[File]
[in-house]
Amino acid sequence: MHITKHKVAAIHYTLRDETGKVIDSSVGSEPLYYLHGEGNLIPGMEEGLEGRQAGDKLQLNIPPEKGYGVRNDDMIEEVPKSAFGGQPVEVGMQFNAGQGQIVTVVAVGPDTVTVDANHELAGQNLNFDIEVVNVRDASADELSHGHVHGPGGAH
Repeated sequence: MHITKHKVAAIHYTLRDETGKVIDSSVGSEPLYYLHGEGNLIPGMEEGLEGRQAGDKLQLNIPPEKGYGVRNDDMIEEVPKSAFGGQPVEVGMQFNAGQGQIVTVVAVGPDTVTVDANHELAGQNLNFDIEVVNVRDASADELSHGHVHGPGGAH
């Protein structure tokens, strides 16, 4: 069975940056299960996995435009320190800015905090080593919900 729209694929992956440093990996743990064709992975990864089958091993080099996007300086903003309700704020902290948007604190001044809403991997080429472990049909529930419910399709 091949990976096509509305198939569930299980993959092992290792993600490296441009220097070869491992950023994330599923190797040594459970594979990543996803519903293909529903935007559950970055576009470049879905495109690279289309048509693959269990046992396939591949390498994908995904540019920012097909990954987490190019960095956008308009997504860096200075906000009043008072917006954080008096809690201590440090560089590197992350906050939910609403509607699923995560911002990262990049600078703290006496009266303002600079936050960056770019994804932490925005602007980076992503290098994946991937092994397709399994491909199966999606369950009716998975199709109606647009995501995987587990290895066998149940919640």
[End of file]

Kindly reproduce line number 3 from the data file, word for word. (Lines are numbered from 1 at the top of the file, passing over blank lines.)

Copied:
Repeated sequence: MHITKHKVAAIHYTLRDETGKVIDSSVGSEPLYYLHGEGNLIPGMEEGLEGRQAGDKLQLNIPPEKGYGVRNDDMIEEVPKSAFGGQPVEVGMQFNAGQGQIVTVVAVGPDTVTVDANHELAGQNLNFDIEVVNVRDASADELSHGHVHGPGGAH